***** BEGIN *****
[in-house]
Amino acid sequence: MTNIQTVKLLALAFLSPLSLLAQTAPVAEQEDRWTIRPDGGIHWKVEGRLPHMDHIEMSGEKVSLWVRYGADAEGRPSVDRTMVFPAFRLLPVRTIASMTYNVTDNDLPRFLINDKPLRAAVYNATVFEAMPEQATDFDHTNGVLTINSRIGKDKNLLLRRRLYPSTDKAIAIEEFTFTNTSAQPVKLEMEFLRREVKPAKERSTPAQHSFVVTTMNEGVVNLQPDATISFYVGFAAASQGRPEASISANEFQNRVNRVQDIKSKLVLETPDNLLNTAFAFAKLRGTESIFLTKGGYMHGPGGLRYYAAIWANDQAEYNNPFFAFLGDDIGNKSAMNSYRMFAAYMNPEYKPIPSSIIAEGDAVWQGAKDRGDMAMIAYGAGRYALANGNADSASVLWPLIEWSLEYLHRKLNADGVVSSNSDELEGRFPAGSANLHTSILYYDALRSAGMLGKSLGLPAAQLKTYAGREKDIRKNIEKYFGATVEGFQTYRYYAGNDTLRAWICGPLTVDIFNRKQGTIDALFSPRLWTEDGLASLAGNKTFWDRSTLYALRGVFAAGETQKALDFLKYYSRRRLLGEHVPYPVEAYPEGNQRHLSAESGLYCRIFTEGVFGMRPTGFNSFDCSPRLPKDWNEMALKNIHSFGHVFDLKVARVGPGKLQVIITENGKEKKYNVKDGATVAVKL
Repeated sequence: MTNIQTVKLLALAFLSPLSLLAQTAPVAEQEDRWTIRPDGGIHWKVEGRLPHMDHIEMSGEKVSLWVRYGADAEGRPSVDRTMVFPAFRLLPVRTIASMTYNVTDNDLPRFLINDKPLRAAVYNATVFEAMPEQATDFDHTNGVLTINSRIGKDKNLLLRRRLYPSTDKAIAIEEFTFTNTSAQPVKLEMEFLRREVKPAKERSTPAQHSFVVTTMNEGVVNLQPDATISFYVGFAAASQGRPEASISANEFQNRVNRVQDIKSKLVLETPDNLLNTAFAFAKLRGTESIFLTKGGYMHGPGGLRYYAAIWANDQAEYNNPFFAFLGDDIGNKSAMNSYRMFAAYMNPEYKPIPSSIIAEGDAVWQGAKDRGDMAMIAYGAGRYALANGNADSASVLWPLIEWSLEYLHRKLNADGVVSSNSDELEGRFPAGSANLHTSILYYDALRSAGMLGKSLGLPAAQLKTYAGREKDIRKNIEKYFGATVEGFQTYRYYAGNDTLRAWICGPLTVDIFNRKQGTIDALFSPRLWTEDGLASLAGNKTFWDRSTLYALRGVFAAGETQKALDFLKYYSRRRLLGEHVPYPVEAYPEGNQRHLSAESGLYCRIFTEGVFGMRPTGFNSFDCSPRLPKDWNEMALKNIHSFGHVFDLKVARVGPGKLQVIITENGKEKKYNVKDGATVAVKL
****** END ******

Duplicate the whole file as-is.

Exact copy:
[in-house]
Amino acid sequence: MTNIQTVKLLALAFLSPLSLLAQTAPVAEQEDRWTIRPDGGIHWKVEGRLPHMDHIEMSGEKVSLWVRYGADAEGRPSVDRTMVFPAFRLLPVRTIASMTYNVTDNDLPRFLINDKPLRAAVYNATVFEAMPEQATDFDHTNGVLTINSRIGKDKNLLLRRRLYPSTDKAIAIEEFTFTNTSAQPVKLEMEFLRREVKPAKERSTPAQHSFVVTTMNEGVVNLQPDATISFYVGFAAASQGRPEASISANEFQNRVNRVQDIKSKLVLETPDNLLNTAFAFAKLRGTESIFLTKGGYMHGPGGLRYYAAIWANDQAEYNNPFFAFLGDDIGNKSAMNSYRMFAAYMNPEYKPIPSSIIAEGDAVWQGAKDRGDMAMIAYGAGRYALANGNADSASVLWPLIEWSLEYLHRKLNADGVVSSNSDELEGRFPAGSANLHTSILYYDALRSAGMLGKSLGLPAAQLKTYAGREKDIRKNIEKYFGATVEGFQTYRYYAGNDTLRAWICGPLTVDIFNRKQGTIDALFSPRLWTEDGLASLAGNKTFWDRSTLYALRGVFAAGETQKALDFLKYYSRRRLLGEHVPYPVEAYPEGNQRHLSAESGLYCRIFTEGVFGMRPTGFNSFDCSPRLPKDWNEMALKNIHSFGHVFDLKVARVGPGKLQVIITENGKEKKYNVKDGATVAVKL
Repeated sequence: MTNIQTVKLLALAFLSPLSLLAQTAPVAEQEDRWTIRPDGGIHWKVEGRLPHMDHIEMSGEKVSLWVRYGADAEGRPSVDRTMVFPAFRLLPVRTIASMTYNVTDNDLPRFLINDKPLRAAVYNATVFEAMPEQATDFDHTNGVLTINSRIGKDKNLLLRRRLYPSTDKAIAIEEFTFTNTSAQPVKLEMEFLRREVKPAKERSTPAQHSFVVTTMNEGVVNLQPDATISFYVGFAAASQGRPEASISANEFQNRVNRVQDIKSKLVLETPDNLLNTAFAFAKLRGTESIFLTKGGYMHGPGGLRYYAAIWANDQAEYNNPFFAFLGDDIGNKSAMNSYRMFAAYMNPEYKPIPSSIIAEGDAVWQGAKDRGDMAMIAYGAGRYALANGNADSASVLWPLIEWSLEYLHRKLNADGVVSSNSDELEGRFPAGSANLHTSILYYDALRSAGMLGKSLGLPAAQLKTYAGREKDIRKNIEKYFGATVEGFQTYRYYAGNDTLRAWICGPLTVDIFNRKQGTIDALFSPRLWTEDGLASLAGNKTFWDRSTLYALRGVFAAGETQKALDFLKYYSRRRLLGEHVPYPVEAYPEGNQRHLSAESGLYCRIFTEGVFGMRPTGFNSFDCSPRLPKDWNEMALKNIHSFGHVFDLKVARVGPGKLQVIITENGKEKKYNVKDGATVAVKL